The secret meetings in European capitals were suspended after Mahmoud Ahmedinejad won Iran’s presidency in 2005. But the group’s relationship with Zarif proved key in helping to jump-start negotiations after he was made foreign minister in 2013 by Rouhani, the newly elected president. A State Department official says the administration welcomes back-channel efforts like the Iran Project’s because “it proves useful both to have knowledgeable former officials and country experts engaging with their counterparts and in reinforcing our own messages when possible.”

The Iran Project kept an eye on public opinion from the start. Among those invited to its events in New York was Robert Silvers, editor of the New York Review of Books, who found them “helpful in framing ideas for a workable nuclear treaty,” he says. The ideas floated at the meetings included letting the Iranians keep a limited capacity for enriching uranium to save face. “But everyone knew that a huge amount depended on how far the Iranians would go.” Silvers published multiple essays detailing the proposals by Pickering and Jessica Mathews, another Iran Project participant who preceded William Burns as president of the Carnegie Endowment for International Peace. The Iran Project’s briefing papers have provided a counterweight to criticism from pro-Israel groups, led by the American Israel Public Affairs Committee, opposed to a deal.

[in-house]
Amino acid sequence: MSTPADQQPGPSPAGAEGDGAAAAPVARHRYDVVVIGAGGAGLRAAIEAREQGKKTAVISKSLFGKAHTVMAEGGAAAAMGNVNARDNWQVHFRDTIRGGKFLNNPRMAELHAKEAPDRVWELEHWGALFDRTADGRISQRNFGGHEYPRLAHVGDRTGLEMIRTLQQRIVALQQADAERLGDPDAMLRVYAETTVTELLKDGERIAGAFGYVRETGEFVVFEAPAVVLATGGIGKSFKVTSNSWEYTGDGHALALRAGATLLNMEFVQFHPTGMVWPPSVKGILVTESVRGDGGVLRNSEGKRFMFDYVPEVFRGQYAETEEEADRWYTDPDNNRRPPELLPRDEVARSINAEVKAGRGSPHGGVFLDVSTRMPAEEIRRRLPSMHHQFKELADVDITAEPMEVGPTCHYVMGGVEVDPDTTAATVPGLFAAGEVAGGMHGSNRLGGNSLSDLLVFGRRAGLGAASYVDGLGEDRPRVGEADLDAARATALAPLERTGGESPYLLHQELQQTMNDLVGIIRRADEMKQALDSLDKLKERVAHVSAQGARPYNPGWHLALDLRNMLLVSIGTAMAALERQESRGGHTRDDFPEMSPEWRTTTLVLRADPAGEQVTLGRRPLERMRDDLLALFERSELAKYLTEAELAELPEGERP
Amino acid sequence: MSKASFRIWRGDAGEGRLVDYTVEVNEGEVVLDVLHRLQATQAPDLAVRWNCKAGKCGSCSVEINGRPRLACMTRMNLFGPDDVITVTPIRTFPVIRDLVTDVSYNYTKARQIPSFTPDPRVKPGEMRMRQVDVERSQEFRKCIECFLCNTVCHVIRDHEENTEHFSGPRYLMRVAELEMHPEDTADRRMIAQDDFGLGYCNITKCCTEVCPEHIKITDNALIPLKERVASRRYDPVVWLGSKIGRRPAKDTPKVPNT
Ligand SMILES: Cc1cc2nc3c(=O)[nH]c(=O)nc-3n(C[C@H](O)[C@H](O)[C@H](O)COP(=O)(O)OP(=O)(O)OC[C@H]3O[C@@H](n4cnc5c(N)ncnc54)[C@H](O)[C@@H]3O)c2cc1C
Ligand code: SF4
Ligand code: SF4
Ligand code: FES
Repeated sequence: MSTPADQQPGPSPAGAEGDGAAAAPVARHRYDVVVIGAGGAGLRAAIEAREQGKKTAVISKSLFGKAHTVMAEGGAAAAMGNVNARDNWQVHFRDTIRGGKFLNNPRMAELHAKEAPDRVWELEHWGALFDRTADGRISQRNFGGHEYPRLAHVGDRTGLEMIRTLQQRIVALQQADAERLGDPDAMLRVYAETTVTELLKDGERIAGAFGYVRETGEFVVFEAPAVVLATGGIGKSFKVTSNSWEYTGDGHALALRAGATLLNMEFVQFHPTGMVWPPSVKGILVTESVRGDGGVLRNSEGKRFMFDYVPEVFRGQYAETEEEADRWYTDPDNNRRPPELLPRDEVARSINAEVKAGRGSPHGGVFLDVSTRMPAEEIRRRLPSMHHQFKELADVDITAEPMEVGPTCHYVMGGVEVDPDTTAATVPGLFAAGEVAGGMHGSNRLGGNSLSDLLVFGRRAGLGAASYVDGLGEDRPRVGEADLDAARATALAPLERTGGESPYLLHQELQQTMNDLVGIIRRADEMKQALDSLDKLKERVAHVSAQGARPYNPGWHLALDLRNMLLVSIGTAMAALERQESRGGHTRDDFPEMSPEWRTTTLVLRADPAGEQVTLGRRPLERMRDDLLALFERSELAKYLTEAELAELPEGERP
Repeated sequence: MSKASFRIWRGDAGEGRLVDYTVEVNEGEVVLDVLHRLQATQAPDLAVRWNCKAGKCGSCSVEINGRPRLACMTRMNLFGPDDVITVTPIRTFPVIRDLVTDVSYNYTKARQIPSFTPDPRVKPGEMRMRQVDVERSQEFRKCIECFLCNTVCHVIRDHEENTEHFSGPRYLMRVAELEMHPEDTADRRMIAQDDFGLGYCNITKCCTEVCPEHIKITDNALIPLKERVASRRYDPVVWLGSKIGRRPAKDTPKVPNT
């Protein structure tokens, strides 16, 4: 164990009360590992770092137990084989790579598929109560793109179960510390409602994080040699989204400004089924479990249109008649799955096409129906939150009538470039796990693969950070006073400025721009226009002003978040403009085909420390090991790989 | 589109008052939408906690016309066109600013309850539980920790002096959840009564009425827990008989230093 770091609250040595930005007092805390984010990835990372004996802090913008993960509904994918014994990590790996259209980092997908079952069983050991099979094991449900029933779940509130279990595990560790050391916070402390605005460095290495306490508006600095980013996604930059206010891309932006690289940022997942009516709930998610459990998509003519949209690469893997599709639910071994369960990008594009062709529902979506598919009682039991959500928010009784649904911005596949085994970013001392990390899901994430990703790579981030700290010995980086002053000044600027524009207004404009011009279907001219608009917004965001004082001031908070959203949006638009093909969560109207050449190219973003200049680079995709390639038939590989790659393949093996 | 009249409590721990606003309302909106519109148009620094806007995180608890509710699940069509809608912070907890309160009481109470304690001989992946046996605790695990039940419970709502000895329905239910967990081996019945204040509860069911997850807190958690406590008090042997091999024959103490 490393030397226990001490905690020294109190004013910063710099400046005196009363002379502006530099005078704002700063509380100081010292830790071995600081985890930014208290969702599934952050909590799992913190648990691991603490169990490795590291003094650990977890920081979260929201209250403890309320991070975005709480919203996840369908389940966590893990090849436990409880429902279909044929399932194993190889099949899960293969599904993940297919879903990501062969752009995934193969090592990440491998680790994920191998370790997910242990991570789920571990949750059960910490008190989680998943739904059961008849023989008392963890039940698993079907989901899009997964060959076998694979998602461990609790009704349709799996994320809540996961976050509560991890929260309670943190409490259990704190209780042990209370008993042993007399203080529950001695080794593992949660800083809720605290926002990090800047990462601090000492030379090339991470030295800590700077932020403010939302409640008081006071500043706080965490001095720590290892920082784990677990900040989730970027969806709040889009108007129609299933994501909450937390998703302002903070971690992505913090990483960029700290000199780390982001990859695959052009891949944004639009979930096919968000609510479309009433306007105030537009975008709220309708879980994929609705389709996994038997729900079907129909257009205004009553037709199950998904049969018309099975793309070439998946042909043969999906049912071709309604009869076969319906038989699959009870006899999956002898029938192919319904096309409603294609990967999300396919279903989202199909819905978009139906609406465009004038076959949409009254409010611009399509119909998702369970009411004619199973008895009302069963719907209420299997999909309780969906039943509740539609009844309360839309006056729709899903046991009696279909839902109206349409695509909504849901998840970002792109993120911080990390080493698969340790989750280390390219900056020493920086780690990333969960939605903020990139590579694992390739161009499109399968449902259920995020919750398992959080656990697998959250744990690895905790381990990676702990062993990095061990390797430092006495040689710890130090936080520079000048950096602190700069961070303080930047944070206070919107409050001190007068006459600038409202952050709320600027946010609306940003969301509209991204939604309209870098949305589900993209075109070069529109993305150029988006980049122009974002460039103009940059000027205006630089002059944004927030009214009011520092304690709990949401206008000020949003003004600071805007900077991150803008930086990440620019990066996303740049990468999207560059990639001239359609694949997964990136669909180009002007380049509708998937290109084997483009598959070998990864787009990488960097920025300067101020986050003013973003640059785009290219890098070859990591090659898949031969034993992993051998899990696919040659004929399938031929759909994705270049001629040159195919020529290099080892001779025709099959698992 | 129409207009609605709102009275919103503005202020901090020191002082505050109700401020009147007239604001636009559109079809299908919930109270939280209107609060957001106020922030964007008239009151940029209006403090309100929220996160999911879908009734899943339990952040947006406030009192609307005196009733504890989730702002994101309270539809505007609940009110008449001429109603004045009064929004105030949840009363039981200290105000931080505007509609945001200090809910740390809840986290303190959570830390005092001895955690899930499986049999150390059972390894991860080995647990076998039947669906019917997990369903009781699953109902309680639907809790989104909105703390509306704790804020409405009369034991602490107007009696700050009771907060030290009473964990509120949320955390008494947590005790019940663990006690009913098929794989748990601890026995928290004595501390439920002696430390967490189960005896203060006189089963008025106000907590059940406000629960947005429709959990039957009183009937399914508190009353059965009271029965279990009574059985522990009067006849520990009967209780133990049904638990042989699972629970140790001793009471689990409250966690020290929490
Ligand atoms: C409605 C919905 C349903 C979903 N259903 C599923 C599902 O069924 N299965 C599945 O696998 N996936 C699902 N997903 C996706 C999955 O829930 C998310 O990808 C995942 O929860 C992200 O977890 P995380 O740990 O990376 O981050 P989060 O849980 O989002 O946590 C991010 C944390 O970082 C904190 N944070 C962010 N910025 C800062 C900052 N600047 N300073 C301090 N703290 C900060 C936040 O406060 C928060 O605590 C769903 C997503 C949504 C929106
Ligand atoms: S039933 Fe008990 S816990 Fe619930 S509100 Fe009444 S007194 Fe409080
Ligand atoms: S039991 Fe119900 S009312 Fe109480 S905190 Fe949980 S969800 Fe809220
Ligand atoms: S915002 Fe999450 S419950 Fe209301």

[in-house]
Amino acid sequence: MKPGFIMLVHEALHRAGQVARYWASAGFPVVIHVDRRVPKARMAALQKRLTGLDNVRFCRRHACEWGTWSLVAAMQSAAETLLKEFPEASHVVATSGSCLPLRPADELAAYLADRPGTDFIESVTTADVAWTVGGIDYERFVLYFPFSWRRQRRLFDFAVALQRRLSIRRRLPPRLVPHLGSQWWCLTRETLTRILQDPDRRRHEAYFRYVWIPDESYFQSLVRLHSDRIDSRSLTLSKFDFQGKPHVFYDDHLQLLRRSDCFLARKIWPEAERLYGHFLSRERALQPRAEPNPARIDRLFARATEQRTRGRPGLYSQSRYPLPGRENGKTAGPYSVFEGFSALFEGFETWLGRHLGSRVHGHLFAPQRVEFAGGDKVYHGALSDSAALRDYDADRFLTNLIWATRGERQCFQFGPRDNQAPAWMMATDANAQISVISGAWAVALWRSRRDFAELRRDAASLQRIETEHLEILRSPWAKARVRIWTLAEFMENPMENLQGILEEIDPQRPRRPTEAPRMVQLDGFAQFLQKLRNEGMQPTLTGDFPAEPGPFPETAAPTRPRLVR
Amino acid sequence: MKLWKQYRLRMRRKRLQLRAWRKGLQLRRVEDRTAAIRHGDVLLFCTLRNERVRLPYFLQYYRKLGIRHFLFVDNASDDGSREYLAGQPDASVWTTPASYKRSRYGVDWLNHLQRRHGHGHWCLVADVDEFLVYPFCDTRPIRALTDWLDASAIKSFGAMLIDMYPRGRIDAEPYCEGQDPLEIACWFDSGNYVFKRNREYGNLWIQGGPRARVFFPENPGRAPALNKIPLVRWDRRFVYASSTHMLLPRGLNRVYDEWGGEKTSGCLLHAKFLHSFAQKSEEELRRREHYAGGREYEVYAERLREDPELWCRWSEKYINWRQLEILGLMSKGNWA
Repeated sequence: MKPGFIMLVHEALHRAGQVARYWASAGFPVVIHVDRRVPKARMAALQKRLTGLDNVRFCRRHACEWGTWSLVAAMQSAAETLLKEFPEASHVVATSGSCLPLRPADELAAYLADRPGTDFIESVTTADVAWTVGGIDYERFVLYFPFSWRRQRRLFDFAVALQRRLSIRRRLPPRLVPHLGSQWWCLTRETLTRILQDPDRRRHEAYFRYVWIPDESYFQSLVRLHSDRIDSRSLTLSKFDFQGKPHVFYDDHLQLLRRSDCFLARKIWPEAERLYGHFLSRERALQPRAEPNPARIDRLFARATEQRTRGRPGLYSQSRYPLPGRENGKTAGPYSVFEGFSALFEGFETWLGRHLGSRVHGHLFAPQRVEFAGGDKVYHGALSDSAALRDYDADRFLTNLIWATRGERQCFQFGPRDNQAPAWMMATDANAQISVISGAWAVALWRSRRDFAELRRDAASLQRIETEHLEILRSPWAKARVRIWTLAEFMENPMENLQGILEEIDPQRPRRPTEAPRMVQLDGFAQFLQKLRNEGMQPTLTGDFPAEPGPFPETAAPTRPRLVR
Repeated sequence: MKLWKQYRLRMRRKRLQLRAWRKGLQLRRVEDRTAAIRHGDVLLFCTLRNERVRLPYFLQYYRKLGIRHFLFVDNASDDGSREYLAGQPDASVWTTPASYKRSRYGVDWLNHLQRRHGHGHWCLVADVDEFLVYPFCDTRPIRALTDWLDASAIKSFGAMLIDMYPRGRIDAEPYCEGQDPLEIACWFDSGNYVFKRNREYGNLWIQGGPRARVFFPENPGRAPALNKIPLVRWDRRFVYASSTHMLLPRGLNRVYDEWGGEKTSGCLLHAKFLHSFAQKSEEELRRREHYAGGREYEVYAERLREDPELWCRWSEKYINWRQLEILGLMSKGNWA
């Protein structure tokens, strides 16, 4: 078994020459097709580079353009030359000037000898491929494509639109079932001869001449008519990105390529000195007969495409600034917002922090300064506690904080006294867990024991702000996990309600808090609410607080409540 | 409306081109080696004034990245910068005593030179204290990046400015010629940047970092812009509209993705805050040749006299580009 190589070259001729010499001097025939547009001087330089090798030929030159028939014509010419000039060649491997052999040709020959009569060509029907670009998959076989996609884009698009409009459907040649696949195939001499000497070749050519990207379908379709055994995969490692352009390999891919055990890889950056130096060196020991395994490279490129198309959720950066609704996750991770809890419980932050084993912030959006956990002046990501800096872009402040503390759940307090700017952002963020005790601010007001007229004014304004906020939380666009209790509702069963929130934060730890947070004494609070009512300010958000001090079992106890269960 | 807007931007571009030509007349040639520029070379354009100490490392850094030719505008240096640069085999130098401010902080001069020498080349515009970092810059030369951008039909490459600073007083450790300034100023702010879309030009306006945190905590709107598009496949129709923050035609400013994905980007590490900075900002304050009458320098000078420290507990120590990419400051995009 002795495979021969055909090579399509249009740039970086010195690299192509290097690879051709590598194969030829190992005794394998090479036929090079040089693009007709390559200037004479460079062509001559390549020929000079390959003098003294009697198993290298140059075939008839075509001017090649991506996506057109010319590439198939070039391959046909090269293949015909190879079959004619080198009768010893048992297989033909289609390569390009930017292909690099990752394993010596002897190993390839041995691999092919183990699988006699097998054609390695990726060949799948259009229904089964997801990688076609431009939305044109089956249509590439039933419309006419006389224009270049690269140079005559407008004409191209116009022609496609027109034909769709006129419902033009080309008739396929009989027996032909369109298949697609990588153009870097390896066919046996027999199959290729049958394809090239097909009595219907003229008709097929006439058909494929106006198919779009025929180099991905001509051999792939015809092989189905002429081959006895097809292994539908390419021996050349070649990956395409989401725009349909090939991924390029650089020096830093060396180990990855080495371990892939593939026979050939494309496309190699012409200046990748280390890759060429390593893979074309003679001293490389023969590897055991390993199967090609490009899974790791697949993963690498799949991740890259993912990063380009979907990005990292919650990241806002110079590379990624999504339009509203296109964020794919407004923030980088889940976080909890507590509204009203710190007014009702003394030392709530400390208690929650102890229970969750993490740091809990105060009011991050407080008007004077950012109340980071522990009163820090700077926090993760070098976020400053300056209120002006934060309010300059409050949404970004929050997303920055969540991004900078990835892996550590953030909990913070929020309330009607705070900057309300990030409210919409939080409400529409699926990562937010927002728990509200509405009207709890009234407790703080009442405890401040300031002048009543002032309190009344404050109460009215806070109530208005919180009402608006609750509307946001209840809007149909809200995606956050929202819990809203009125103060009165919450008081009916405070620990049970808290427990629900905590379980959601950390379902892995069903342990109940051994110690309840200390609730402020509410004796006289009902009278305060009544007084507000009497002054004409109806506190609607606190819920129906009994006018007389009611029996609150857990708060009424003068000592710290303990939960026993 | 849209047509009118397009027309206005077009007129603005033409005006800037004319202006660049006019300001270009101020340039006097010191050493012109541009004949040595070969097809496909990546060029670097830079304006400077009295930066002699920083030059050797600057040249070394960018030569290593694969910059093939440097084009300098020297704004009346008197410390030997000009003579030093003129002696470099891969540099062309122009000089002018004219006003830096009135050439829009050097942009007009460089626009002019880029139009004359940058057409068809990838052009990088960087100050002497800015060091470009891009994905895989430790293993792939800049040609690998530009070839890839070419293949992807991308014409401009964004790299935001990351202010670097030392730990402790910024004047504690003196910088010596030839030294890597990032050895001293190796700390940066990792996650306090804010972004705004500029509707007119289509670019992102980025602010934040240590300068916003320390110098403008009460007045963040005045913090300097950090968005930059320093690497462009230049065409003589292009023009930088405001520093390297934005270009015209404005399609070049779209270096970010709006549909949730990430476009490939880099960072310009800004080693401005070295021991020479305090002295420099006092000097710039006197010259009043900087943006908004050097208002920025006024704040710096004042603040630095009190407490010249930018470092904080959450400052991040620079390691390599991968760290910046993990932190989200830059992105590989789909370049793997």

For Wisner, breaking bread with Iranians exorcised a few ghosts. He was on Secretary of State Cyrus Vance’s senior staff during the Iranian revolution and the hostage crisis in 1979 and knew diplomats held at the embassy. “I lived that,” he says. He also remembers listening to his dad planning the military coup that removed Iran’s democratically elected prime minister, Mohammad Mosaddegh, from power in 1953 and replaced him with the U.S.-backed shah, Reza Pahlavi. “They don’t trust us, and we don’t trust them,” says Wisner. He says his father’s role in the Mosaddegh coup didn’t come up in any of the Iran Project meetings. “The Iranians, like us, have made a major political decision to engage,” he says.